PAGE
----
Oxford says it tries to make sure students from all backgrounds apply
The proportion of UK state school pupils accepted by Oxford University rose to 55.4% last year, a rise of two percentage points.
The proportion of state school pupils going to Cambridge is higher - 59% of its 2008 intake was from state schools.
But Oxford says a benchmark or target figure of 76%, set by the UK's university statistics body is "unrealistic".
It says it is committed to attracting the best students from all backgrounds.
Of those who entered Oxford in 2008, 55.4% (1,515) pupils came from state schools and 44.6% (1,221) from independent schools.
The Higher Education Statistics Agency (Hesa) has set Oxford University a target or "benchmark" of taking 76.7% of its undergraduates from state schools.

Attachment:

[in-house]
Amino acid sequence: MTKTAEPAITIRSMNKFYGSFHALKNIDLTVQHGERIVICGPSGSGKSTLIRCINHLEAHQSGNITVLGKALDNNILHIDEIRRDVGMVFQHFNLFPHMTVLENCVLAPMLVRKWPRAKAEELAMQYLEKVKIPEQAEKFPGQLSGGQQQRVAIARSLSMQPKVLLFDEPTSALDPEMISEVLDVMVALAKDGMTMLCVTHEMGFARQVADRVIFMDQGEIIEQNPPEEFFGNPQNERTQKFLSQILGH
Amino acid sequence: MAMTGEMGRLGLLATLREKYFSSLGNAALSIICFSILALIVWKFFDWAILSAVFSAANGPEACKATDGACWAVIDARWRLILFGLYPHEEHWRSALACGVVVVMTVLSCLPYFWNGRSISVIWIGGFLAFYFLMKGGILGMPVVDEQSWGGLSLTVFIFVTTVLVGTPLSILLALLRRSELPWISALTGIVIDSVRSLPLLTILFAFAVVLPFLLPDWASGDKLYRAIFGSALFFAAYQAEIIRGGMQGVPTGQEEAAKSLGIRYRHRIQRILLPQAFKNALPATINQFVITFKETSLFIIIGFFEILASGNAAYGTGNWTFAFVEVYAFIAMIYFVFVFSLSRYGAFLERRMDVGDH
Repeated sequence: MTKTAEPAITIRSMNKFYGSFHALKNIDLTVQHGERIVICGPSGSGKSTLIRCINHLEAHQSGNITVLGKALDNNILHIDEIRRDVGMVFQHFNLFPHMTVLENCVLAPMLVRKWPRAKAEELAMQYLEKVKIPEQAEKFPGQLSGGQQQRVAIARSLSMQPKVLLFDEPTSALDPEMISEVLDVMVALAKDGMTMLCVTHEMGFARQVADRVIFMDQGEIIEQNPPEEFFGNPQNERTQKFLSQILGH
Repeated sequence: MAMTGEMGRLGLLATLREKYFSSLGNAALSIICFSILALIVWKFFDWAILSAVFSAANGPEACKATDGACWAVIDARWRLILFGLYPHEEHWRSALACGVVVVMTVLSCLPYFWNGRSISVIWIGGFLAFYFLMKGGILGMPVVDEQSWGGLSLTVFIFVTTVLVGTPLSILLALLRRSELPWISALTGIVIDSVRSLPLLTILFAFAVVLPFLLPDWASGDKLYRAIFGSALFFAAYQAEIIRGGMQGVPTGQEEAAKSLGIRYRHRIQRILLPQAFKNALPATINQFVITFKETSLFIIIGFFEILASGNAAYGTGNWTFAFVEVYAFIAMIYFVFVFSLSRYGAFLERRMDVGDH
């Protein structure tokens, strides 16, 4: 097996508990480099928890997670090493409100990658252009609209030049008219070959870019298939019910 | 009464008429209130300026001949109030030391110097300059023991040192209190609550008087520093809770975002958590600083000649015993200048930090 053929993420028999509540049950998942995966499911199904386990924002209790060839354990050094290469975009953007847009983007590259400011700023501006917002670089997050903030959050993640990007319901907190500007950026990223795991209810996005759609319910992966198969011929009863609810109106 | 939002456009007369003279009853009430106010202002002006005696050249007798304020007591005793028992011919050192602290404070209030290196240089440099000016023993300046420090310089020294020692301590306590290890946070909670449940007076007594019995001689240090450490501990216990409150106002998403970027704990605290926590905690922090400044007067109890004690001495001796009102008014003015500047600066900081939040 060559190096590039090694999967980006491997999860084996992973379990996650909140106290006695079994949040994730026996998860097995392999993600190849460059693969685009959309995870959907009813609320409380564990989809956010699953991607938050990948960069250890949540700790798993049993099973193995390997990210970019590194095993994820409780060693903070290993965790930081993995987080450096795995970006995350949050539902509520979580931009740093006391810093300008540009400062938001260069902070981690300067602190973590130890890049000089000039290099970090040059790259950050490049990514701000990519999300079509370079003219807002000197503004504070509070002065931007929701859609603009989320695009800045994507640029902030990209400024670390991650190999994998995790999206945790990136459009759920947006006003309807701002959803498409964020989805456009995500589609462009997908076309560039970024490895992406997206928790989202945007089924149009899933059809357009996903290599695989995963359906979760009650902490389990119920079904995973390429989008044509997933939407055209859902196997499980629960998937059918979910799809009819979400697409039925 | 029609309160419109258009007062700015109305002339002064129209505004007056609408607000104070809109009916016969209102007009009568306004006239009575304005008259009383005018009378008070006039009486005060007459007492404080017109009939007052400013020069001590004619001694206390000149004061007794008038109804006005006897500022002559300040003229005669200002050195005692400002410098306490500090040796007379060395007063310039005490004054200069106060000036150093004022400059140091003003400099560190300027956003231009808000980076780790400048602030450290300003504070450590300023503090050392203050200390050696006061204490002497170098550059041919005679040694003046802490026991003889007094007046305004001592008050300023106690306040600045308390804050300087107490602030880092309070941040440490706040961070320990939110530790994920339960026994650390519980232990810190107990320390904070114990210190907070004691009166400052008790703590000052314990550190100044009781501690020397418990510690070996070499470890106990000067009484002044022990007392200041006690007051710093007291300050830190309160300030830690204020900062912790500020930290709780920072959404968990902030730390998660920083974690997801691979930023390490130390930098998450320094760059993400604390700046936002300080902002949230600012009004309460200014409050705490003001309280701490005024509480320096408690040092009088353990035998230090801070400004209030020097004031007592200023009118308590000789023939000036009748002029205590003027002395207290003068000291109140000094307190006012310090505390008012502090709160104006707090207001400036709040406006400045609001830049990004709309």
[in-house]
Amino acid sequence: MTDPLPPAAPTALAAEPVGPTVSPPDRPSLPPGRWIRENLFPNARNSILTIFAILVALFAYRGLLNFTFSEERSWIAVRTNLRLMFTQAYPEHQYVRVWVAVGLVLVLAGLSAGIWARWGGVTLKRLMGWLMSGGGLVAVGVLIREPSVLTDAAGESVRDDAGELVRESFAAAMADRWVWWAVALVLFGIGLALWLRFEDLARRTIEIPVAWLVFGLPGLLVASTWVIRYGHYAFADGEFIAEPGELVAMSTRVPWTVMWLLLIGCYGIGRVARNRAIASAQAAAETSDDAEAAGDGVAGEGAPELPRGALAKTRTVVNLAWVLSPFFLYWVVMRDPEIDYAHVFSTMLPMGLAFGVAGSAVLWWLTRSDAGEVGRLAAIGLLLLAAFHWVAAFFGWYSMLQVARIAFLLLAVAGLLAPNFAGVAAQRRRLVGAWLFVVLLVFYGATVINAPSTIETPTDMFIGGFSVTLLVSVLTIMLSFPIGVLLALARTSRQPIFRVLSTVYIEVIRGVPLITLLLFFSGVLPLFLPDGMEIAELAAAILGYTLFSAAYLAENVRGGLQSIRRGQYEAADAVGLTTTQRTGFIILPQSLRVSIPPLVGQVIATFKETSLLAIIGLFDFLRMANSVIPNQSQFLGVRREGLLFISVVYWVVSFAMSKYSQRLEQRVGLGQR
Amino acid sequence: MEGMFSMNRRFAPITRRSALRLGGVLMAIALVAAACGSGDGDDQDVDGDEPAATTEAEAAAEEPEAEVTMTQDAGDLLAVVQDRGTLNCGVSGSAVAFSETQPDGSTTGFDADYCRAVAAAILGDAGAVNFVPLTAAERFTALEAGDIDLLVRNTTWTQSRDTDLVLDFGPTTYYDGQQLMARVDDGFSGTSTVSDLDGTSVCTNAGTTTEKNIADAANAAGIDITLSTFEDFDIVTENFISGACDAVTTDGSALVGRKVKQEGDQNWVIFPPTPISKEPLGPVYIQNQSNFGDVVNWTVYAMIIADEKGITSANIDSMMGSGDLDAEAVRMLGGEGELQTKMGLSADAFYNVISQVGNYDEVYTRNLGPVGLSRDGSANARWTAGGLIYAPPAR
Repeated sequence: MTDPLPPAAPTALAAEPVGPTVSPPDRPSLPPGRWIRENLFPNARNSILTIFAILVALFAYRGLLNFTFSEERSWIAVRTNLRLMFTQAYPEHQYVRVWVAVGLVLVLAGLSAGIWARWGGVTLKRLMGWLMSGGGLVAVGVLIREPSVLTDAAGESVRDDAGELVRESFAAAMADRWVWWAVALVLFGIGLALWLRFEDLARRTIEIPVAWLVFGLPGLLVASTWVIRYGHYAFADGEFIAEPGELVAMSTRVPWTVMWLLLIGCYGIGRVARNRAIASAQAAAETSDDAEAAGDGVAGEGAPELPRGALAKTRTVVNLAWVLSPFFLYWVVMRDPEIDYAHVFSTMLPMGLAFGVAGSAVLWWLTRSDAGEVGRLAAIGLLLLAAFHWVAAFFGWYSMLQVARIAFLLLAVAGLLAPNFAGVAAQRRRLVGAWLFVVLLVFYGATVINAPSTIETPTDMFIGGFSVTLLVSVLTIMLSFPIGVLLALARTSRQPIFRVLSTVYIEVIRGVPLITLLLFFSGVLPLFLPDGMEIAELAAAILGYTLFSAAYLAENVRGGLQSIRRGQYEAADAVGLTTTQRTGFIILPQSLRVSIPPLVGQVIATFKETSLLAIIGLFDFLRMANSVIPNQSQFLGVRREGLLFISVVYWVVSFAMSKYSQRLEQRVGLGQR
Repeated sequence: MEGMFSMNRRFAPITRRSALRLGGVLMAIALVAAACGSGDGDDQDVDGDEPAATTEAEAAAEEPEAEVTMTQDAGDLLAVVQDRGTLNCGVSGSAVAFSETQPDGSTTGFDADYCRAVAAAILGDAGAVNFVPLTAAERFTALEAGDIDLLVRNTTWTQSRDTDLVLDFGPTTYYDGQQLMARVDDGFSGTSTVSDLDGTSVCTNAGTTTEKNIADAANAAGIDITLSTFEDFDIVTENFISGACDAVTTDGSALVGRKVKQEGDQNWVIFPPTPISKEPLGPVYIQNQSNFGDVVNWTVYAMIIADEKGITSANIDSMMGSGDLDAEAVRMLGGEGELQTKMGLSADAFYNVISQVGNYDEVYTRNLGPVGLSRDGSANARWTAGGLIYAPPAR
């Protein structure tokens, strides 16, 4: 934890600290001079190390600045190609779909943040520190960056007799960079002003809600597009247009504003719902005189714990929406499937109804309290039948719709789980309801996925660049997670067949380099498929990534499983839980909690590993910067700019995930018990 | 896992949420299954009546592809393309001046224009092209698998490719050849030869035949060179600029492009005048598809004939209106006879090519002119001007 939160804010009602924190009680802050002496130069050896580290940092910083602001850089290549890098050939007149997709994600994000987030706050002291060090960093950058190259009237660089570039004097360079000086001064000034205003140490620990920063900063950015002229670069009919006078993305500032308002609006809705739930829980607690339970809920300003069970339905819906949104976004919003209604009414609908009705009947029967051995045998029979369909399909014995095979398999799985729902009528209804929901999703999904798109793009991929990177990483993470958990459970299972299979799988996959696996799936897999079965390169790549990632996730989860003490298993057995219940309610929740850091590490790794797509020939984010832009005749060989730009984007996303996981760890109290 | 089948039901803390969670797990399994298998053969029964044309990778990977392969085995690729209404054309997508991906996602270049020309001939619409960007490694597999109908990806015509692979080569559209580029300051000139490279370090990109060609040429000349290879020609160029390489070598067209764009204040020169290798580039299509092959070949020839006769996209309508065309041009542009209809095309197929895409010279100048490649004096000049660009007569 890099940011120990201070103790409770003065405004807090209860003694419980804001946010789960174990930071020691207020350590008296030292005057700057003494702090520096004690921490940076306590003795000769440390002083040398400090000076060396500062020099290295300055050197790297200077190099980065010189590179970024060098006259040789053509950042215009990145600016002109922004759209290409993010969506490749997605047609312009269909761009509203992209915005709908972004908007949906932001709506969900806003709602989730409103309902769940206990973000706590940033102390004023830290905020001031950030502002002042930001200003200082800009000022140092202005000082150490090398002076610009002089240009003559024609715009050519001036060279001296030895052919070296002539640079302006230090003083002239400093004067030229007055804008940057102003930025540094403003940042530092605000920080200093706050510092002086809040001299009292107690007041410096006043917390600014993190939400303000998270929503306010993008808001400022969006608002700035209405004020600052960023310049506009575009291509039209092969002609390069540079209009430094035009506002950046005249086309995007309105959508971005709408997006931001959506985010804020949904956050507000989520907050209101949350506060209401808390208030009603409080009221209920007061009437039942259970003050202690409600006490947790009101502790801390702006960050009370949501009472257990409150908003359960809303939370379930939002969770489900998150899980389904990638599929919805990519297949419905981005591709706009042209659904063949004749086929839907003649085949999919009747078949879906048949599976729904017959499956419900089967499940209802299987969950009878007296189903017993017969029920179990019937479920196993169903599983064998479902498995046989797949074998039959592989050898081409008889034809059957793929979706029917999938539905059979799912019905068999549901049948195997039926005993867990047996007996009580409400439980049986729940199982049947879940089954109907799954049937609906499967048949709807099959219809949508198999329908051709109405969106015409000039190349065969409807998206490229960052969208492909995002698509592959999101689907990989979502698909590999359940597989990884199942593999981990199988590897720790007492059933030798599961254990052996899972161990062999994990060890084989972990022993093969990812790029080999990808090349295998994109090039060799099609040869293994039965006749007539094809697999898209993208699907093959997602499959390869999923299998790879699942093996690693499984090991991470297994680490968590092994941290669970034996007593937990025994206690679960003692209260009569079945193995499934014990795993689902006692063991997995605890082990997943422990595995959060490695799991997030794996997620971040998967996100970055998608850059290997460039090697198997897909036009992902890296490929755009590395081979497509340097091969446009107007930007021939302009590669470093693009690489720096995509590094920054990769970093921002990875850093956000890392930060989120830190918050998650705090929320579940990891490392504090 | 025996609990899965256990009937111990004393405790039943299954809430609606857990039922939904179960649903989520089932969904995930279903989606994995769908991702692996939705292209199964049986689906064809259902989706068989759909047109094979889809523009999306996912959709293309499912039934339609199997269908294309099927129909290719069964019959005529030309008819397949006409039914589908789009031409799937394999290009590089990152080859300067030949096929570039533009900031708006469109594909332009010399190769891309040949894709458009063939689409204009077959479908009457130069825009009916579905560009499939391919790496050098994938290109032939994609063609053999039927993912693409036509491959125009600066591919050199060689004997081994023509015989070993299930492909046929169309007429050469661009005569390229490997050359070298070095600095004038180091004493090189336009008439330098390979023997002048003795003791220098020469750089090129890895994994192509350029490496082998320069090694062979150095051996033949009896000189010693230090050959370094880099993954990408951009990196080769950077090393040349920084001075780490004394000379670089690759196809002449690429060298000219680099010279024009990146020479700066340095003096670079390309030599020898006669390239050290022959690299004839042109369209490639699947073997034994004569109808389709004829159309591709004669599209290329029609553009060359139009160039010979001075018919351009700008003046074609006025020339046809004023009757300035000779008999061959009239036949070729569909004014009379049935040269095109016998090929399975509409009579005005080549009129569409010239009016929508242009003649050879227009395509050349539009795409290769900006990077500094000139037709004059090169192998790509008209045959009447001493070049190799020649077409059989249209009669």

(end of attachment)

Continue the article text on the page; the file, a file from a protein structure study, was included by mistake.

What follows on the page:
It sets different benchmarks for each institution, and it says it compares like with like to show how each institution is doing compared with others of a similar type.
But Oxford says it can only draw from those who achieve three A grades at A-level, so Hesa's benchmark is "an unrealistic goal".
In setting its benchmarks, Hesa includes pupils gaining the equivalent number of Ucas points to three A grades.
But Oxford points out that students could have gained these points by obtaining various qualifications, not all of which would be relevant for Oxford.
Oxford says it is redoubling its efforts to reach students from all backgrounds, but can only deal with those who apply.
The University's director of undergraduate admissions, Mike Nicholson, said: "We're working hard to make sure all talented students can get hold of the information they need to consider applying to Oxford, but, despite offering podcasts and e-mentoring, the university can't be with every student all of the time."
He said for that reason they were developing ways of working with teachers, and holding teachers' conferences in all nations of the UK.
The total number of applications to Oxford was down slightly in 2008.
The university selects on academic ability and potential through interviews, aptitude tests, predicted and attained grades.